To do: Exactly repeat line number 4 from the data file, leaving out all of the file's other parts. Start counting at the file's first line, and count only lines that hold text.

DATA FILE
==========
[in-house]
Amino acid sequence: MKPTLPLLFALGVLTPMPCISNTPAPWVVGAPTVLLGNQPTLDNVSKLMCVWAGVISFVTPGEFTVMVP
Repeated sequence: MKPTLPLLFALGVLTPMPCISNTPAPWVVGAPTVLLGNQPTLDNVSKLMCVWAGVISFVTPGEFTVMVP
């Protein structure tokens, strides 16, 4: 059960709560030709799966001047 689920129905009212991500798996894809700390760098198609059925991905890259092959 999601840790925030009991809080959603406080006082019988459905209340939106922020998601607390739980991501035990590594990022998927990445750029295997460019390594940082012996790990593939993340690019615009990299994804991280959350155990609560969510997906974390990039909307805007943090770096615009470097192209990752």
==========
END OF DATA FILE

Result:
């Protein structure tokens, strides 16, 4: 059960709560030709799966001047 689920129905009212991500798996894809700390760098198609059925991905890259092959 999601840790925030009991809080959603406080006082019988459905209340939106922020998601607390739980991501035990590594990022998927990445750029295997460019390594940082012996790990593939993340690019615009990299994804991280959350155990609560969510997906974390990039909307805007943090770096615009470097192209990752």